With temps in the 40s, 3,500 fans warmed up Saturday with fiery performances at the striking outdoor venue in downtown Grand Rapids. Check out photos and recaps of Day 1 and Day 2.
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As bitterly disappointing as Friday’s meager turnout for the opening night of The Eddy music festival in Grand Rapids’ North Monroe district may have been, Saturday evening initially shaped up to be even more troubling with wind, rain, 45-degree temps and long lines of concertgoers waiting to get in.
But Day 2 wound up as a much different, much happier tale, especially when it comes to attendance and atmosphere – and the ultra-exuberant spectacle that is The Avett Brothers.
The triumphant, jam-packed outdoor concert starring The Avett Brothers, Brett Dennen and The Crane Wives took the edge off of the wintry chill of the weekend’s breezy weather, with 3,500 or so fans embracing the folk-rock faves amid the unusual-but-striking tented venue on an unusual riverfront site.
Whether that’s enough to rescue the inaugural ArtPrize-related festival that still has a full week of shows ahead – including Ozomatli with The Go Rounds on Friday and Charles Bradley with Joe Hertler & The Rainbow Seekers and Vox Vidorra on Saturday – remains to be seen.
But for one night, it was a sight – and a sound – to behold, giving an upbeat throng something Grand Rapids has never experienced before.
THE CRANE WIVES PUMP THINGS UP, AVETT BROTHERS CLOSE THE DEAL BRILLIANTLY
It started with a 45-minute set from Grand Rapids’ The Crane Wives, who may have been the perfect opener on a cold night by delivering their own peppy and buoyant folk-rock for a gathering throng of attendees – some of whom had waited in the rain at the gate – who were looking to dry off, warm up and get into the spirit of the evening. And they did. By the time The Crane Wives wrapped things up with “Safe Ship, Harbored” and “Sleeping Giants,” longtime devotees and new fans alike were clapping along.
And while the set that followed from California folk-pop singer-songwriter Brett Dennen and his band was a bit more laid-back, the singer and guitarist kept the mood sunny on a cloudy day, setting the stage for The Avett Brothers.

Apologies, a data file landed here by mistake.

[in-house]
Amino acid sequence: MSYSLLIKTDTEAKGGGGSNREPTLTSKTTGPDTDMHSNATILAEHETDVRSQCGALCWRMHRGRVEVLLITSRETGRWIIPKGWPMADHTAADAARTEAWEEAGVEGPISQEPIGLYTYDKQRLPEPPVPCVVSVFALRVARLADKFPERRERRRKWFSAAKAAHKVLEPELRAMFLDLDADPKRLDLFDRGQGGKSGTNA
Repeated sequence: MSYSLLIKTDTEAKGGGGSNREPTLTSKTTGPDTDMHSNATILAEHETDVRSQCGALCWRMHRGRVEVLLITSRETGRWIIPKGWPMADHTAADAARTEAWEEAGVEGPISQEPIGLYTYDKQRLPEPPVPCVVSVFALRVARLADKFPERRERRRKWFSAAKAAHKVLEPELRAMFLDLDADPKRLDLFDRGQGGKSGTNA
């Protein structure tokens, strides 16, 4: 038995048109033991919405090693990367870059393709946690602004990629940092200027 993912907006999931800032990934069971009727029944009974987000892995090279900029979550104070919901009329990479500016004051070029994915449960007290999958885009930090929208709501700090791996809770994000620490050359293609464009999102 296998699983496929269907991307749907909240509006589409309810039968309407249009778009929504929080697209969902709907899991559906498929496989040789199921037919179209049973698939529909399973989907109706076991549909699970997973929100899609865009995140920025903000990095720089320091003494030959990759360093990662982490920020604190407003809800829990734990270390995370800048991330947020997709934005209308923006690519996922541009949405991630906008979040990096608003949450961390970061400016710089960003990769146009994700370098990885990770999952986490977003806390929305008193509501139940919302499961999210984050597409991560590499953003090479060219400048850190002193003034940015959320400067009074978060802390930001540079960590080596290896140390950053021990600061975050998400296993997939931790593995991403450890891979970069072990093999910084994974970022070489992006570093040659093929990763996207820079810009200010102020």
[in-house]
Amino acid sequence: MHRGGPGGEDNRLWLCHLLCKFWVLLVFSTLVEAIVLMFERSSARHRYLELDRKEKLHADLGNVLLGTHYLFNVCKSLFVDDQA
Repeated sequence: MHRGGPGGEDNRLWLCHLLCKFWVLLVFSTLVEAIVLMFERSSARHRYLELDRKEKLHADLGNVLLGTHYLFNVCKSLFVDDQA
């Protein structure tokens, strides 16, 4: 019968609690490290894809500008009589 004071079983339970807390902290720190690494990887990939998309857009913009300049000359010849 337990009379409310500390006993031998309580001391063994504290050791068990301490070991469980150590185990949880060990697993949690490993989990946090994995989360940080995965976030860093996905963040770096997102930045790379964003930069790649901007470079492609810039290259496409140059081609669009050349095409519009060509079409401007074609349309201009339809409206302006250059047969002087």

Simply nothing adequately describes the singularly triumphant, genre-spanning magic of North Carolina’s The Avett Brothers, who happily played 45 minutes past their scheduled end time to give fans a nearly 2-hour-and-15-minute retrospective of their career, including sing-alongs such as “I and Love and You,” “Morning Song” and an extended version of the ever-raucous crowd fave, “Kick Drum Heart.”
“It takes a certain kind of dedication to wait in the cold and rain,” guitarist Seth Avett declared at one point as he thanked fans from the stage.
That dedication – which also included frustratingly long lines for beer once inside the venue set up along North Monroe Avenue NW just north of the I-196 overpass – paid off with a brilliantly orchestrated performance by the seven-piece band which uncorked rollicking drinking-song anthems, gorgeously melancholy instrumentals and poignant vocal passages, sometimes all within the same song.
EPIC FEEL ON SATURDAY, TINY TURNOUT ON FRIDAY
It all had an epic feel, from the fetching dreaminess of “Bring Your Love to Me” to the bracing, rhythmic power of “Kick Drum Heart,” which at one point dropped several band members to their knees as they played – with violinist Tania Elizabeth literally bending all the way back so that her head nearly touched the stage – to roaring approval from the dancing, swaying crowd.
“Hopefully, they come back,” festival organizer Sam Porter of Porterhouse Presents said as he surveyed the audience. “This is the crowd we want.”
Stretching in what seems like all directions, with its curves of white canvas, splashed with colorful lights and molded by arching beams, The Eddy’s mobile tented venue certainly is a captivating structure, primed for big performances and big audiences. And festival workers have spent long hours getting this first-time fest under way.
But on Friday’s opening night – amid strong gusts of winds and cold temperatures – the state-of-the-art venue drew about 150 people for its opening Friday of country music with Brian Lorente & The Usual Suspects, Kari Lynch Band and Gunnar & The Grizzly Boys. For Lorente’s 7 p.m. set, just 30 people occupied the 3,500-capacity venue, though the band played with much exuberance anyway.
“I think it’s a really cool venue and a great location,” said attendee Kevin Schaffer, a country artist himself who has opened for Lynch. “I think they make great use of the riverfront. It’s just sad it’s not more crowded.”
Porter called Friday’s show a test run and “a soft opening” as workers braced for Saturday’s packed house.
“This weather is hard to work with, but tonight is more about giving Michigan bands a chance to play this stage. We’re just testing some ideas and seeing how things go. Some people are just saying it’s too cold but we’re trying to stay positive. … People just need to dress warm.”
Indeed, dressing warm – think October football and duck hunting – also was the order of the evening on Saturday (which started with a free lunchtime show by Grand Rapids’ Big Dudee Roo) as well as dodging occasional raindrops and splotches of mud on the grassy field. But for many Avett Brothers fans, the hair-raising moments sparked by songs such as “I and Love and You” made it all well worth it.
THE EDDY DAY 2:
AVETT BROTHERS, BRETT DENNEN, THE CRANE WIVES, BIG DUDEE ROO
Photos by Anna Sink
THE EDDY DAY 1:
GUNNAR & THE GRIZZLY BOYS, KARI LYNCH BAND
BRIAN LORENTE & THE USUAL SUSPECTS
Photos by Tori Thomas